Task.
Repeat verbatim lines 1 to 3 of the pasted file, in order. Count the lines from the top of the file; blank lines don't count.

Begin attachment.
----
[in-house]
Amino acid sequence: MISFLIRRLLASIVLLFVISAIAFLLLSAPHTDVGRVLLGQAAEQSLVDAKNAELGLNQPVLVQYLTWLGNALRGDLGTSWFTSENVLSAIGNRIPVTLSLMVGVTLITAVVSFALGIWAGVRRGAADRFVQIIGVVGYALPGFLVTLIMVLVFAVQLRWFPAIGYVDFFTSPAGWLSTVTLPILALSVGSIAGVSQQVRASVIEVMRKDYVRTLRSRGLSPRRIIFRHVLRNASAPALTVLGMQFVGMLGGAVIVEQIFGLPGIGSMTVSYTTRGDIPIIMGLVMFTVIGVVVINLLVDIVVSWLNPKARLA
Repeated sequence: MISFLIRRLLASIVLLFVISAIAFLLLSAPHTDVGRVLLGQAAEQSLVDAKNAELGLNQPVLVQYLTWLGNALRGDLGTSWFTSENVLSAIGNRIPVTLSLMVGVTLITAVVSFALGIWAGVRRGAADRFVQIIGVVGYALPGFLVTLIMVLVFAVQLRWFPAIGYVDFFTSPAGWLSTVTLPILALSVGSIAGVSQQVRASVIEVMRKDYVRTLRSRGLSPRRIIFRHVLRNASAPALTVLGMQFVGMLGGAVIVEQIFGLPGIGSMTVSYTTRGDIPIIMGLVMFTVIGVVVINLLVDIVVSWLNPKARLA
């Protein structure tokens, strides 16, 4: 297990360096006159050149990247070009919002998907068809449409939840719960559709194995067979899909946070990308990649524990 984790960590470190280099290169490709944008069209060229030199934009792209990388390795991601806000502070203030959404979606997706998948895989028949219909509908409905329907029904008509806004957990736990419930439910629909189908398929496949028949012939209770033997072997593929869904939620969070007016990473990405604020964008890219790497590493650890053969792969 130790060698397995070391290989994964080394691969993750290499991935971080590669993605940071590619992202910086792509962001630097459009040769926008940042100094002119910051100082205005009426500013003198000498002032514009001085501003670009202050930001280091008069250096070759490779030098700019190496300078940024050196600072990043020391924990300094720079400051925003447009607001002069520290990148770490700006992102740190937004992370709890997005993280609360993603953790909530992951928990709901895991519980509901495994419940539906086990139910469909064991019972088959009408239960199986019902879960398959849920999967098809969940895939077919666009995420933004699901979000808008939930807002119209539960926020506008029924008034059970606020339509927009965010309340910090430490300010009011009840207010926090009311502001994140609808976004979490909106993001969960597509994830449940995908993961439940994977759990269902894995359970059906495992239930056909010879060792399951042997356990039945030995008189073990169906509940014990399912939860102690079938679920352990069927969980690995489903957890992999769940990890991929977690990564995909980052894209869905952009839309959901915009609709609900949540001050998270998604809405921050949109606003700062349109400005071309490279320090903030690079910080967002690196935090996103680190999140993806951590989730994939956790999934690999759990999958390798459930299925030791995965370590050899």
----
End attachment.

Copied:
[in-house]
Amino acid sequence: MISFLIRRLLASIVLLFVISAIAFLLLSAPHTDVGRVLLGQAAEQSLVDAKNAELGLNQPVLVQYLTWLGNALRGDLGTSWFTSENVLSAIGNRIPVTLSLMVGVTLITAVVSFALGIWAGVRRGAADRFVQIIGVVGYALPGFLVTLIMVLVFAVQLRWFPAIGYVDFFTSPAGWLSTVTLPILALSVGSIAGVSQQVRASVIEVMRKDYVRTLRSRGLSPRRIIFRHVLRNASAPALTVLGMQFVGMLGGAVIVEQIFGLPGIGSMTVSYTTRGDIPIIMGLVMFTVIGVVVINLLVDIVVSWLNPKARLA
Repeated sequence: MISFLIRRLLASIVLLFVISAIAFLLLSAPHTDVGRVLLGQAAEQSLVDAKNAELGLNQPVLVQYLTWLGNALRGDLGTSWFTSENVLSAIGNRIPVTLSLMVGVTLITAVVSFALGIWAGVRRGAADRFVQIIGVVGYALPGFLVTLIMVLVFAVQLRWFPAIGYVDFFTSPAGWLSTVTLPILALSVGSIAGVSQQVRASVIEVMRKDYVRTLRSRGLSPRRIIFRHVLRNASAPALTVLGMQFVGMLGGAVIVEQIFGLPGIGSMTVSYTTRGDIPIIMGLVMFTVIGVVVINLLVDIVVSWLNPKARLA